If DNA damage is not repaired completely, cell cycle is arrested consistently and finally cells undergo to death. In contrast, cells normally progress to next stage according to progression of cell cycle again when DNA damage is repaired completely (65) . This recovery process by stoppage of checkpoint, especially G2/M transition arrest, requires the Plk1 activity which is essential for mitosis initiation (66) . When cell cycle is recovered, re-activated Plk1 directly interacts with sequence specific DNA binding domain within p53, in return it is suppressed own transcriptional activity as well as pro-apoptotic function (67) . Furthermore, Plk1 involves indirectly in decrement of phosphorylation on serine 15 of p53 interrupting interaction with MDM2, and reduction of p53 activity and MDM2 mediated degradation are increased (68) . This interaction between MDM2 and p53 also is stimulated through phosphorylation at serine 260 of MDM2 by Plk1 (69) . Furthermore, Plk1 phosphorylates serine 718 of Topors (topoisomerase 1 binding protein) which has ubiquitin and SUMO-1 E3 ligase activity and promotes degradation of p53 through inducing interaction of between Topors and p53 (69) . In addition, Plk1 induces p53 export from nucleus during cell cycle arrest through activation of GSTE1 (G2 and S phase expressed 1 protein) (70) . These results explain that the harmony of Plk1 and p53 protects cells from various stresses and aberrantly persistant cell cycle arrest ( Fig. 3 ).
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Networks between p53 and Plk1 in DNA damage responses.
As mentioned above, Plk1 is a major regulator controlling cell cycle and deregulation of this kinase induces overriding checkpoint which leads genomic instability and promotes cell transformation and initiation of tumorigenesis (71) . On the other hand, inhibition of Plk1 can induce cytotoxicity such as apoptosis and this effect is connected with cancer therapy. It has been reported that excessive expression of Plk1 is found in cancer cells (72) , and that depletion of Plk1 does little or no affect to normal cells in comparison with cancer cells (73 , 74) . Moreover, the cytotoxic effect such as suppression of proliferation and apoptosis resulting from depletion of Plk1 is increased in cancer cells which have a defective p53 (75 , 76) . These indicate that Plk1 is a selective target for cancer therapy and p53 can be noticed as determiner of Plk1 inhibition effect in cancer cells. However, there are still arguments in relation between cytotoxic effect by Plk1 depletion and role of p53, and a number of studies have reported that inhibition of Plk1 induces similar cytotoxicity and sensitivity regardless of any type of cell or status of p53. Poloxin, a targeting inhibitor of polo-box domain, represses proliferation in primary/normal non-transformed cell as well as tumor (77) . Another polo-box domain-targeting inhibitor, purpurogallin strongly induces apoptosis in normal rat kidney cells and NIH3T3 cells (78) . BI2536, a Plk1 kinase inhibitor targeting kinase domain of Plk1 has been reported to suppress proliferation and to induce apoptosis in both normal cell and cancer cell lines (79) . This efficacy is also shown regardless of p53 status in cells (80) . A recent report by using p53+/+ and p53-/- cell lines also demonstrates that there is no obvious different cytotoxic response between cancer cells with and without functional p53 (81) . Moreover, the arrest point in cell cycle by collaboration of Plk1 inhibition with status of p53 is not the same. While the p53 positive cells are arrested and undergo apoptosis at G1/S phase, the p53 negative cell is arrested at G2/M after the treatment of Plk1 inhibitor (81) .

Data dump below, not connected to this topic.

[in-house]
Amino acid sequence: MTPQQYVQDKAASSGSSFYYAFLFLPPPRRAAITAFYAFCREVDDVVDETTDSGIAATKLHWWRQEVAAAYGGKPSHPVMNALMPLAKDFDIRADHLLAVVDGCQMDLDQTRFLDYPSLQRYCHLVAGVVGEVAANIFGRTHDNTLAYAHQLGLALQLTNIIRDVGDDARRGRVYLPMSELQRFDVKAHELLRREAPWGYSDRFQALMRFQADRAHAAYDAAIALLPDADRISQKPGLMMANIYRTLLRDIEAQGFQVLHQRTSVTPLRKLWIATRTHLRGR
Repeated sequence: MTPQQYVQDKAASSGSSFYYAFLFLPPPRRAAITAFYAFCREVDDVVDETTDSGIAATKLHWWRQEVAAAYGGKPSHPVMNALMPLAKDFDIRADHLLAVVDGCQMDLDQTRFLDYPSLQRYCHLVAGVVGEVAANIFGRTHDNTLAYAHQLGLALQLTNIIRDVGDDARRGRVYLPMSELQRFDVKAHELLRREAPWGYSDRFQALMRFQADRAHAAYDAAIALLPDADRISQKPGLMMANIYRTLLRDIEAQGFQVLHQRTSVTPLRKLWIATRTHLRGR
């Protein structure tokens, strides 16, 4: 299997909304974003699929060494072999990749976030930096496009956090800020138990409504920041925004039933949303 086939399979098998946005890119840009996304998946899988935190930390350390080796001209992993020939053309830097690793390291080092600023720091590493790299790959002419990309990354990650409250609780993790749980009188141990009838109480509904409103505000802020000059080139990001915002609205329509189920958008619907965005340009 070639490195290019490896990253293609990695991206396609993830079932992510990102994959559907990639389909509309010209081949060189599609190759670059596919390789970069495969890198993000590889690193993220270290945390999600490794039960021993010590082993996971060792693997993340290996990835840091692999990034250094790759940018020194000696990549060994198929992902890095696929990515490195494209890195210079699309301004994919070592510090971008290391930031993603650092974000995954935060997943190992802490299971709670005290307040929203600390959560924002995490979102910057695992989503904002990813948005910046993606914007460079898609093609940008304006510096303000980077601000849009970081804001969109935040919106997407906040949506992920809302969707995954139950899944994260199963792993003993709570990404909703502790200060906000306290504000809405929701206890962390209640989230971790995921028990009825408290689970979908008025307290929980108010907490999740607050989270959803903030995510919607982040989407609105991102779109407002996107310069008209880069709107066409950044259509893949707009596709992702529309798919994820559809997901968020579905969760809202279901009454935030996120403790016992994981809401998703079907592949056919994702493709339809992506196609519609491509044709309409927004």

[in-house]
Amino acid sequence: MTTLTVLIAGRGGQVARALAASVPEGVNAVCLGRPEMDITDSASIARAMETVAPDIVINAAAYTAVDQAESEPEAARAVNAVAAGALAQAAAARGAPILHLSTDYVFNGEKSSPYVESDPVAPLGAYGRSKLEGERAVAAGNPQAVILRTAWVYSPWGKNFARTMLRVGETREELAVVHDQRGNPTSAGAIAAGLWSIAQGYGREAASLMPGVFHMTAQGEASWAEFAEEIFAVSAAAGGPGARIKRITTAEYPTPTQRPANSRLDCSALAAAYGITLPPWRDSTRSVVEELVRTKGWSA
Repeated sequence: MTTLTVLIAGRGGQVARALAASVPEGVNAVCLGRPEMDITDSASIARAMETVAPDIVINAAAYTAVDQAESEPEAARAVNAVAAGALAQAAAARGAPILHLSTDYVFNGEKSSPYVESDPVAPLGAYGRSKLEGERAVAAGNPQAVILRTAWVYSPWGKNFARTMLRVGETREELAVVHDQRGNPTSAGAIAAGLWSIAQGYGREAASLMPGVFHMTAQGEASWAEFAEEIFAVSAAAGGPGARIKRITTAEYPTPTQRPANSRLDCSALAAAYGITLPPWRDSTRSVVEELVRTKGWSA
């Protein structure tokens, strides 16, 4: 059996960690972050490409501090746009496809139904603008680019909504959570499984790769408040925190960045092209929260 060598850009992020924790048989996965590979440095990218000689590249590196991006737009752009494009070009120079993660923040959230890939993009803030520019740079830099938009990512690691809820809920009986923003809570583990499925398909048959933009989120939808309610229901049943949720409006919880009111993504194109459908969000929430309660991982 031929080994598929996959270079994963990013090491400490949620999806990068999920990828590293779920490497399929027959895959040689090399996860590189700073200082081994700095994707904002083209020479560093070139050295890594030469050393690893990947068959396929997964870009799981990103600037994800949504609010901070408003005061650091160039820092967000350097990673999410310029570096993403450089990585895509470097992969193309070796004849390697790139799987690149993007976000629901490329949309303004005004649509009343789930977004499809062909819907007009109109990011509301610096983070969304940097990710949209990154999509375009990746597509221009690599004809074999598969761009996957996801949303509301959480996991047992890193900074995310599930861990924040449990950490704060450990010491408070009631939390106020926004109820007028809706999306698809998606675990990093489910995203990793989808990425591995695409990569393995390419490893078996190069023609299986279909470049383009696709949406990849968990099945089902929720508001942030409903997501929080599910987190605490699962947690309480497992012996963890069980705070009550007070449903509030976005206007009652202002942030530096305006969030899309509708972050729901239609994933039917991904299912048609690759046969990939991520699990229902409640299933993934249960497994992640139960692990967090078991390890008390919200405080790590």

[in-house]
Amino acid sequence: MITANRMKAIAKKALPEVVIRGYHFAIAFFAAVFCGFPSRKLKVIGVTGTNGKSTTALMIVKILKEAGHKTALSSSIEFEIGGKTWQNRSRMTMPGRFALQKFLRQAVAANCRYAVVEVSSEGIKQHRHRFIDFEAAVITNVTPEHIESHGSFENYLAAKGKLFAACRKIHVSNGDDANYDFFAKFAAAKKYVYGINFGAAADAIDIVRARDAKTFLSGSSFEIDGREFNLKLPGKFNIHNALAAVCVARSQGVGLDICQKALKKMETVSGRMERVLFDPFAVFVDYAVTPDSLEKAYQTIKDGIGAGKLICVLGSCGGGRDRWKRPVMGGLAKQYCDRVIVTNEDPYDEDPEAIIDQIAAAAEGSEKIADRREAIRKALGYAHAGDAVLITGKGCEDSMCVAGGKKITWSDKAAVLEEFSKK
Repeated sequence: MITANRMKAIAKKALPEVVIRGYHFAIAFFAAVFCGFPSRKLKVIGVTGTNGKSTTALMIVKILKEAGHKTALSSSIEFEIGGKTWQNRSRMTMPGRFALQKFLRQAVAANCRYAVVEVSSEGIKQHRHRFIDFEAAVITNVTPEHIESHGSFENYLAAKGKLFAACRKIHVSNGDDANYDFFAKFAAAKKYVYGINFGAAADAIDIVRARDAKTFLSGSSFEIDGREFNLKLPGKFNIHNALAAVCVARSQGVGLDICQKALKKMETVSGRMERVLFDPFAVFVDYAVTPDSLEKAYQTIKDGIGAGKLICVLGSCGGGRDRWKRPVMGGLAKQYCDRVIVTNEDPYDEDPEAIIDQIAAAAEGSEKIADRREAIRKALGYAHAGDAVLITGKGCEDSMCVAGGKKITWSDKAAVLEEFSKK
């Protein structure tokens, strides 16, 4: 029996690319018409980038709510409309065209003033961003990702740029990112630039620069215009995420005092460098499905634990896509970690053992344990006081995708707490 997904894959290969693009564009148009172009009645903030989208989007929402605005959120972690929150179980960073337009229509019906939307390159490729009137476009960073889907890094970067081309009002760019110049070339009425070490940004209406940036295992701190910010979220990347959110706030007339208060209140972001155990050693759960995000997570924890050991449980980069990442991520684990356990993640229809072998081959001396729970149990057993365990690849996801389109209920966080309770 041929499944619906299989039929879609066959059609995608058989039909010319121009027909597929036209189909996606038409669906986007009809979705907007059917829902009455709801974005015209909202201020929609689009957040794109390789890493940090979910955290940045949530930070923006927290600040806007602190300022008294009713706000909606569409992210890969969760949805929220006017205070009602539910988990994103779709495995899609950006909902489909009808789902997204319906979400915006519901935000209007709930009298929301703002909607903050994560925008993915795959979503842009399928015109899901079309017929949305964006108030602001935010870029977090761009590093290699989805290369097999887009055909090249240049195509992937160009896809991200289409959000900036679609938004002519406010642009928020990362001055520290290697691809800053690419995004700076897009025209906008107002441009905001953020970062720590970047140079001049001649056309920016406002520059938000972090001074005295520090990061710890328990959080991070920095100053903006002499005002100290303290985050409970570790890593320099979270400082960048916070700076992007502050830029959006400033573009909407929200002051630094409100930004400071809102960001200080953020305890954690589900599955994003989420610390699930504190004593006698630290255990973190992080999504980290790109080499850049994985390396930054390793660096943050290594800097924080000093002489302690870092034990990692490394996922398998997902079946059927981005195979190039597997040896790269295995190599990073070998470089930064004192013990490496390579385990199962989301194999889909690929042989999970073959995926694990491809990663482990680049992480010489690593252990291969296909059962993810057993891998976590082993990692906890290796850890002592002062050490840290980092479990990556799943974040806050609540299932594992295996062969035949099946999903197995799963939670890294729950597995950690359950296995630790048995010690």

During the past 25 years after the discovery polo in Drosophila melanogaster , most of the studies on Plk1 have been focusing on its mitotic roles. Recently, accumulating evidences are opening a new era in Plk1 history beyond the traditional mitotic function. As well as DNA replication and chromosome/microtubule dynamics (82 , 83) , Plk1 also plays a role in overall DNA damage response including DNA checkpoint activation, checkpoint maintenance, damage recovery and DNA repair. When DNA damage occurs in S/G2 phase before Plk1 activation, through ATM/ATR-Bora-SCF-β-TRCP ubiquitin ligase, Plk1 activation is blocked until the damage is repaired. When damaged DNA is repaired by HR mechanisms, Plk1 directly phosphorylates a sensor protein, Rad51 to increase the interaction with Nbs1, and finally the HR is activated. For recovery from DNA damage, Plk1 phosphorylates and induces the inhibition Claspin, which is necessary for Chk1 activation. In mitotic DNA damage after Plk1 activation, inactivation of Plk1 is induced by dephosphorylation through ATM-Chk1-PP2A pathway. The inactivation of Plk1 by dephosphoprylation beyond traditional degradation by anaphase-promoting complex is one more interesting subject of Plk1 study. Severe mitotic DNA damage causes continuous inactivation of Plk1 and other mitotic kinases, allowing cells to skip mitotic events and endoreplication. Additionally, Plk1 and p53 reciprocally regulate each other during DNA damage checkpoint activation and adaptation, and recovery process. Plk1 directly targets Topor and GSTE1 to down regulate p53. Most of all, new functions of Plk1 beyond mitotic roles are speculated by their potential substrates. Previously, Yaffe et al . (2007) reported that more than 600 proteins were identified as the interactome for polo box domain (84) . Although much more detailed experiments are needed to validate these proteins, these are hints that Plk1 has various functions in DNA damage response and other cellular events beyond its mitotic functions.
We apologize to the scientists who made the contributions to this subject for any omission of their articles that we were unable to cite. This work was conducted by the research fund of Dankook University in 2014.